Marketing Implication: Millennials are extremely focused on learning. Many have life plans already that include obtaining educational goals for every stage of their life. As part of your strategy to appeal to the Millennial mom, introduce them to your new services on a consistent basis. Position your marketing as less of a sales pitch and more of an opportunity for them to learn more about services that can make their life easier and/or better. Entice them to interact with your brand by offering opportunities to expand their own knowledge.
3. Highly educated women are having more children.
Although it remains a constant that women with less education tend to have more children overall than highly educated women, there is a rise in the number of highly-educated women choosing to become moms. In 2014, 60% of women ages 40 to 44 with at least a master’s degree had two or more children–up from 51% in 1994. At the same time, roughly one-in-five women ages 40 to 44 with a master’s degree or higher (22%) had no children in 2014–down from 30% in 1994.4 Concurrently, the four-child household is declining and is being usurped by the rise of the two-child family. As a result of their additional degrees, many women are on a managerial or leadership track. These positions contribute to the struggle many moms have trying to balance their home/work lives.
Marketing Implication: Approaching your messaging to moms from a place of empathy–understanding their struggles with work-life balance–will go a long way with these moms. Quick access to information that will help guide them through the healthcare process will be welcomed by them. Asking them what would make their lives easier will entice them to start a dialogue with you, but do this only if you are willing and able to put their suggestions into place. Think about providing on- demand videos about commonly asked questions or quick newsletters designed for readers who only have time to skim articles.
4. There has been a dramatic increase in births to foreign-born women in the US.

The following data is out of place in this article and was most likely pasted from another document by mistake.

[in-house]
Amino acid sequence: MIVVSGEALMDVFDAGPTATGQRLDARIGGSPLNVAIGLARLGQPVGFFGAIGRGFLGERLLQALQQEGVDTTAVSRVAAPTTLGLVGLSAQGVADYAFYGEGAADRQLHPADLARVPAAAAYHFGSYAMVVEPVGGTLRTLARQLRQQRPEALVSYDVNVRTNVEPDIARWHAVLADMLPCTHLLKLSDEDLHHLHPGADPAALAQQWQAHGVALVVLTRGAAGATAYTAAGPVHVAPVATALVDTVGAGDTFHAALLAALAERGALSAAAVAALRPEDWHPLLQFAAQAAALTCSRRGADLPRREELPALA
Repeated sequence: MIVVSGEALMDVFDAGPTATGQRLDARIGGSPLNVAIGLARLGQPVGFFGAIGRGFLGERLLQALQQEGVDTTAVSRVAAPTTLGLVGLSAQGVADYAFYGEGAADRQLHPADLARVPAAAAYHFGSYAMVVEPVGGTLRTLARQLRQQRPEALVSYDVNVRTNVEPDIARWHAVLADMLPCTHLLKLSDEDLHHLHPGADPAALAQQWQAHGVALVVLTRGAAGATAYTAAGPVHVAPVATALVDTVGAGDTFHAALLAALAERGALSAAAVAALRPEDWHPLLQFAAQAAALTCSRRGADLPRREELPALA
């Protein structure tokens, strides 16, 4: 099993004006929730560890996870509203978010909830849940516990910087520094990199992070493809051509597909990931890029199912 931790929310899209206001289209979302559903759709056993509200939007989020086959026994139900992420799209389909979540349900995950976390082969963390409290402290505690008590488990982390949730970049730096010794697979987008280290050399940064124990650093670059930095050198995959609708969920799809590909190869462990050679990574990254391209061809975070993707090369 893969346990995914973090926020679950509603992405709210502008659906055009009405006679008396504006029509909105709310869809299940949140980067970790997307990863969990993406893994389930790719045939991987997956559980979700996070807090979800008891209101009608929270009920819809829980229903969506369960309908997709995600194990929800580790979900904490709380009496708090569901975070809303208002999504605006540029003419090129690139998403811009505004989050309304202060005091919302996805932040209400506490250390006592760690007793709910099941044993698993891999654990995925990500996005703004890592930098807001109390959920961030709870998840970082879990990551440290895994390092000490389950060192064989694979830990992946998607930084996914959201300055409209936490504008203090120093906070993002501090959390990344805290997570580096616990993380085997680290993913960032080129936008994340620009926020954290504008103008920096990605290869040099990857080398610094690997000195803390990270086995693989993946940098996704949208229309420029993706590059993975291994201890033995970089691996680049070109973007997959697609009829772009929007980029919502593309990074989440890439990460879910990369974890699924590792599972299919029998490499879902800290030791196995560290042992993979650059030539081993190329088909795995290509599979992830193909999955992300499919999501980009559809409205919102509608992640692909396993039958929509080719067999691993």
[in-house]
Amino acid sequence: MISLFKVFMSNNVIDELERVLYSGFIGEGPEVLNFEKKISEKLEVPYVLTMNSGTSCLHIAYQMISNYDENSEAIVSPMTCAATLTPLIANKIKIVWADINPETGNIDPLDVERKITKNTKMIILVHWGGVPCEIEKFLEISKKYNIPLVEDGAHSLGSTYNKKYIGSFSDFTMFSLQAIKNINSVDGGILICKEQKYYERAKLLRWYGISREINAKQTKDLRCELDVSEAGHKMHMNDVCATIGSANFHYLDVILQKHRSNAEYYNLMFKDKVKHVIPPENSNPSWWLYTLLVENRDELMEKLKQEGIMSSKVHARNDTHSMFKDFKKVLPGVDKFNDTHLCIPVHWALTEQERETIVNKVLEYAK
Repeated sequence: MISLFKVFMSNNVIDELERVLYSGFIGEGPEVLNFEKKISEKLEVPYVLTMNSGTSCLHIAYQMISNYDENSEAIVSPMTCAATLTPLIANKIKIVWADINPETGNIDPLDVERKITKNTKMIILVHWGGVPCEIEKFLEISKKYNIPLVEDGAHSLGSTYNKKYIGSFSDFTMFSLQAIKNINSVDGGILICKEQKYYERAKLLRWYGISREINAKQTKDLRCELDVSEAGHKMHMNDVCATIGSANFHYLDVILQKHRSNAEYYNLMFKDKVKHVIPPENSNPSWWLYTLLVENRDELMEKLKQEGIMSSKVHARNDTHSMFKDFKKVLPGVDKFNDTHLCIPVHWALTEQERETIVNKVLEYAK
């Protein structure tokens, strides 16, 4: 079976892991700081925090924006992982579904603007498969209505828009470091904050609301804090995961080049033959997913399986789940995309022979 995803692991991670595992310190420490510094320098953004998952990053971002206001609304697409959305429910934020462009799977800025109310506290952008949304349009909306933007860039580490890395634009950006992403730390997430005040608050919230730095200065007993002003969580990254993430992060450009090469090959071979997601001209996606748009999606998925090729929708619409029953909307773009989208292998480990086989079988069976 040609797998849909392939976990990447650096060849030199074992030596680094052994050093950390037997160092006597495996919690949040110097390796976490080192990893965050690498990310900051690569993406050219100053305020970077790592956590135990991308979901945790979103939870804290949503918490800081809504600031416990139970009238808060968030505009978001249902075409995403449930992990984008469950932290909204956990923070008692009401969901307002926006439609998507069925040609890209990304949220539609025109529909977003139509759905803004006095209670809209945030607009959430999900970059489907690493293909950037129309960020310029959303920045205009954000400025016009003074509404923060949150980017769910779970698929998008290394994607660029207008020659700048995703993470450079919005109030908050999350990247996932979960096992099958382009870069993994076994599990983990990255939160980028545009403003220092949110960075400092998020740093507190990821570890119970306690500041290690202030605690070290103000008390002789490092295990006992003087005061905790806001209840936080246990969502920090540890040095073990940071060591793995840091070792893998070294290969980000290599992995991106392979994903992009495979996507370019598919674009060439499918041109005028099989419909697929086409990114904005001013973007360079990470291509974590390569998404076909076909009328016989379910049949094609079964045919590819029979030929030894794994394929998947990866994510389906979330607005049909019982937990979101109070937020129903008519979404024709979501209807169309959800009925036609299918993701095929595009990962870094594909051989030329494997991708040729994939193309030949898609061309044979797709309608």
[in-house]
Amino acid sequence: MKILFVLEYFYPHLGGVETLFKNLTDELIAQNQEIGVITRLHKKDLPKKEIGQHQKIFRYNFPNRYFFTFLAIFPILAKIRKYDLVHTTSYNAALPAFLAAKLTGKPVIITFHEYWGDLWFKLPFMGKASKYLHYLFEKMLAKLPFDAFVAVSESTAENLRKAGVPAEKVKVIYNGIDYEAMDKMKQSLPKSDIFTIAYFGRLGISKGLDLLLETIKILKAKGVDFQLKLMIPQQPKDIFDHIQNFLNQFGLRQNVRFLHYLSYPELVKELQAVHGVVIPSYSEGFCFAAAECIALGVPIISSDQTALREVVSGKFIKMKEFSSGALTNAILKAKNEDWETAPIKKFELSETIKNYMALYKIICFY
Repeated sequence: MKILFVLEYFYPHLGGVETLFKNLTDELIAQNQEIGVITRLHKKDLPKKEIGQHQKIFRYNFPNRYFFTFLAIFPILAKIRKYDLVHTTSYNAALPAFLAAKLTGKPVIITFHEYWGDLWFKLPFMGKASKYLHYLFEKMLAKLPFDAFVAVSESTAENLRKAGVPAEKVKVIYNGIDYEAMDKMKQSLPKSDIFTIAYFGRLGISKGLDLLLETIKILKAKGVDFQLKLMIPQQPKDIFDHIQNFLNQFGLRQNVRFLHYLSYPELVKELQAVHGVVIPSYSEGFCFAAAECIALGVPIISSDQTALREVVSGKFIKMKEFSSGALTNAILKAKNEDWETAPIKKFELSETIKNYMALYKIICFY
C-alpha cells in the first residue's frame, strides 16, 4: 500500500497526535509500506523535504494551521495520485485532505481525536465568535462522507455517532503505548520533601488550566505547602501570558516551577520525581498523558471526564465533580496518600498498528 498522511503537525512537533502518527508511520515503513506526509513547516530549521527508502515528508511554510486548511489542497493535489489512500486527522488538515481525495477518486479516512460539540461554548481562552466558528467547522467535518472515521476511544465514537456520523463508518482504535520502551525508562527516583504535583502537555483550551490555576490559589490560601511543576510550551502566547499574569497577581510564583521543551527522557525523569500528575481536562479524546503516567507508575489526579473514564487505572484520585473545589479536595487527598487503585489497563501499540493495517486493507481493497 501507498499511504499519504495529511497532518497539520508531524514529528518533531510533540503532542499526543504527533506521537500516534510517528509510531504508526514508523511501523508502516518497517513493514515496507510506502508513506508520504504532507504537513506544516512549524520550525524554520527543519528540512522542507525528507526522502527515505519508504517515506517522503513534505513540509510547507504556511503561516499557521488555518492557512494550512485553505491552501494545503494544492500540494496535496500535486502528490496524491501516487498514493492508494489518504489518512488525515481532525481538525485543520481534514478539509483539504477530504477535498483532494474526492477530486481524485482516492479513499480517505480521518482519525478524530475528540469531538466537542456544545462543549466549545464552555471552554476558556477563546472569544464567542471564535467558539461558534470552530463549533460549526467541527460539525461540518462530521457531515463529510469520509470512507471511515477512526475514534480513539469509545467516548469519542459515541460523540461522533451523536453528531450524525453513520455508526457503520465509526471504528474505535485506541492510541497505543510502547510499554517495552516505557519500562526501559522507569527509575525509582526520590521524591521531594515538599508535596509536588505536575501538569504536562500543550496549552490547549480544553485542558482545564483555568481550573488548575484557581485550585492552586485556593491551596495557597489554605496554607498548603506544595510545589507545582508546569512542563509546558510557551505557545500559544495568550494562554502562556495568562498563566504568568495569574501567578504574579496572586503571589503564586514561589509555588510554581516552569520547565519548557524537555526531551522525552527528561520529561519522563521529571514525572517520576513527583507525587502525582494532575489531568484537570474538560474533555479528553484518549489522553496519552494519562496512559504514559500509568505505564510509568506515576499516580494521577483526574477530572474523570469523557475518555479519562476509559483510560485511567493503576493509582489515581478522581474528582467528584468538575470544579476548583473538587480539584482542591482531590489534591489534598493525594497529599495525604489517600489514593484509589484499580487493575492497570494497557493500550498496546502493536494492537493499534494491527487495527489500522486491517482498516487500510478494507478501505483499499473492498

In 2014, there was a 11% drop in births to U.S.-born mothers, which remains consistent with their steady decrease over the past several decades. By comparison, a quarter of all U.S. newborns had foreign-born mothers. In 2014, there were 58.3 births per 1,000 US- born women ages 15-44 and 84.2 births per 1,000 foreign-born women in this age group.5 Another differentiator between foreign-born mothers and U.S.-born mothers is their marital status. Foreign-born mothers are 12% more likely to be married than U.S.- born moms.6
Marketing Implication: It is important for you to better understand the traditions and cultures of the foreign-born women in your market. Knowing their beliefs towards birth and their approach to raising children should guide your messaging of products and services. Providing culture-awareness training to your marketing and community relations team can help their interactions with foreign-born mothers feel more welcoming.
There is not a “one-size-fits-all” approach that encompasses all of today’s moms, so take advantage of your institution’s segmentation data and tools to refine these target audiences to deepen your understanding. Then, to achieve optimal results, tailor your strategies to appeal to the lifestyles and needs of Millennials, working moms, highly-educated moms and foreign-born moms.
1 – 6 6 Facts about American Mothers, Kristen Bialik; Pew Research Center analysis of National Center for Health Statistics
Jason is CEO & Chief Strategy Officer of Brown Parker & DeMarinis (BPD), an internationally-recognized advertising agency that is on a mission to make health systems and hospitals the most beloved brands in the world. A pioneer in hospital marketing, BPD works with clients to unlock the power of their Purpose inside and outside their organizations, resulting in highly engaged employees and physicians and dramatically higher brand preference and service-line volumes.